Orange's Victoria Cross winner John Patrick Hamilton immortalised with a bronze statue | Photos

STANDING TALL: Orange mayor John Davis with Private John Patrick Hamilton's great-grandchildren Matthew and Jo Hamilton (right) and their mother Cheryl Hamilton at the statue's unveiling. Photo: DECLAN RURENGA 0421drbronze29
STANDING TALL: Orange mayor John Davis with Private John Patrick Hamilton's great-grandchildren Matthew and Jo Hamilton (right) and their mother Cheryl Hamilton at the statue's unveiling. Photo: DECLAN RURENGA 0421drbronze29

“There’s memorials and plaques around the country but finally there’s one where he was born.”

They’re the words of Private John Patrick Hamilton’s great-grandson Matthew, who was in Orange on Friday with his sister Jo to witness the unveiling of a bronze statue of their great grandfather.

Private Hamilton received the Victoria Cross for his actions during the World War I battle of Lone Pine in 1915.

He was awarded the honour for his “utter disregard of personal safety, exposed himself under heavy fire on the parados [for six hours] in order to secure a better firing position against the enemy’s bomb-throwers”.

“His coolness and daring example had an immediate effect. The defence was encouraged and the enemy driven off with heavy loss,” his citation reads.

Matthew, who travelled from Shellharbour for the ceremony at the statue’s Anson Street placement, said he was “proud and honoured”.

“As young kid, I knew he won a medal for bravery and I was always proud,” he said.

“But it’s not until you’re older that you realise how brave he was and how important that was to the country.”

Matthew said it was a bit surreal to see a member of the family immortalised.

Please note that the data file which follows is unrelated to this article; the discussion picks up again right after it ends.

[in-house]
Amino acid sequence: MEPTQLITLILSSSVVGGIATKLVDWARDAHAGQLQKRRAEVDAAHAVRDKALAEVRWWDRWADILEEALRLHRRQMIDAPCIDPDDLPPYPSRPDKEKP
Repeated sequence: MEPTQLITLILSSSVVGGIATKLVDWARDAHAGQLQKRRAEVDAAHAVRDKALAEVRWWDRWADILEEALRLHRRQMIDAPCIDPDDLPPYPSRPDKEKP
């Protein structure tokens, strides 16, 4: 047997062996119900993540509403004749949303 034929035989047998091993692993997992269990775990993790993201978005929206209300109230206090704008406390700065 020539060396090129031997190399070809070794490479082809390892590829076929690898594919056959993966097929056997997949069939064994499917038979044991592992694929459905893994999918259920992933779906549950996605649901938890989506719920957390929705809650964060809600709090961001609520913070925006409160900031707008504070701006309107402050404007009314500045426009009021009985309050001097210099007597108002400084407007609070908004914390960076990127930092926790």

“It’s very special, I feel honoured to be a part of that family,” he said.

Joan Dove’s father was Hamilton’s first cousin and she said the ceremony was “quite moving”.

“Finally some of those guys from a long time ago are being recognised,” Mrs Dove said.

“He was from a time when people didn’t talk about their achievements, they didn’t show off, they just came back and worked hard.”

The son of Hamilton’s platoon officer, Ian Burrett, said when the 3rd Battalion landed at Gallipoli there were 1047 soldiers, with a further 4293 reinforcements reinforcements in the following months.

“Hamilton was the only one of the 5340 to be awarded the Victoria Cross,” he said.

Mr Burrett said Hamilton and the Anzacs faced atrocious conditions before the battle of Lone Pine, “there was never security, never rest, never respite.”

The bronze statue was funded by the Orange Ex-Services Club, Orange City Council and the state government.

Representing the government, Member for Cootamundra Katrina Hodgkinson said Hamilton was the “quintessential Anzac”.

“He’s what we think of when we mark Anzac Day … even those who weren’t heroes but those who were in battle,” Ms Hodgkinson said.

Everlon Bronze’s sales manager Rodney Claxton said the statue took almost five months to complete.

The unveiling of the statue of John Patrick Hamilton. VIDEO: Orange City Council